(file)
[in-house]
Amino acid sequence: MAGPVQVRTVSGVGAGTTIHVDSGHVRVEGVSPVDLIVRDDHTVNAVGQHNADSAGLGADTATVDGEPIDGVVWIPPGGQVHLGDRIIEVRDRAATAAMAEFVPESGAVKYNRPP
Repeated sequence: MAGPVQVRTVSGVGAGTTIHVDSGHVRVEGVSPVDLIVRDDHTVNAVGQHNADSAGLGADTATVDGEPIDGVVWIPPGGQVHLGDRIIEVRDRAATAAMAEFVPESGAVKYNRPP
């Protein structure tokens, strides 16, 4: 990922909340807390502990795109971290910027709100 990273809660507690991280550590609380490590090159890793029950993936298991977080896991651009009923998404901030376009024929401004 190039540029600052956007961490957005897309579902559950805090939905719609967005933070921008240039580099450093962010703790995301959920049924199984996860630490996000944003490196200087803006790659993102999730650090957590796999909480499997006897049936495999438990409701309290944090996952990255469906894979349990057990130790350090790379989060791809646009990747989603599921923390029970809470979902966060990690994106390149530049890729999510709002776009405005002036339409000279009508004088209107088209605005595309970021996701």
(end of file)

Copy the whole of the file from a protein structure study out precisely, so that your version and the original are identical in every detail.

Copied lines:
[in-house]
Amino acid sequence: MAGPVQVRTVSGVGAGTTIHVDSGHVRVEGVSPVDLIVRDDHTVNAVGQHNADSAGLGADTATVDGEPIDGVVWIPPGGQVHLGDRIIEVRDRAATAAMAEFVPESGAVKYNRPP
Repeated sequence: MAGPVQVRTVSGVGAGTTIHVDSGHVRVEGVSPVDLIVRDDHTVNAVGQHNADSAGLGADTATVDGEPIDGVVWIPPGGQVHLGDRIIEVRDRAATAAMAEFVPESGAVKYNRPP
């Protein structure tokens, strides 16, 4: 990922909340807390502990795109971290910027709100 990273809660507690991280550590609380490590090159890793029950993936298991977080896991651009009923998404901030376009024929401004 190039540029600052956007961490957005897309579902559950805090939905719609967005933070921008240039580099450093962010703790995301959920049924199984996860630490996000944003490196200087803006790659993102999730650090957590796999909480499997006897049936495999438990409701309290944090996952990255469906894979349990057990130790350090790379989060791809646009990747989603599921923390029970809470979902966060990690994106390149530049890729999510709002776009405005002036339409000279009508004088209107088209605005595309970021996701």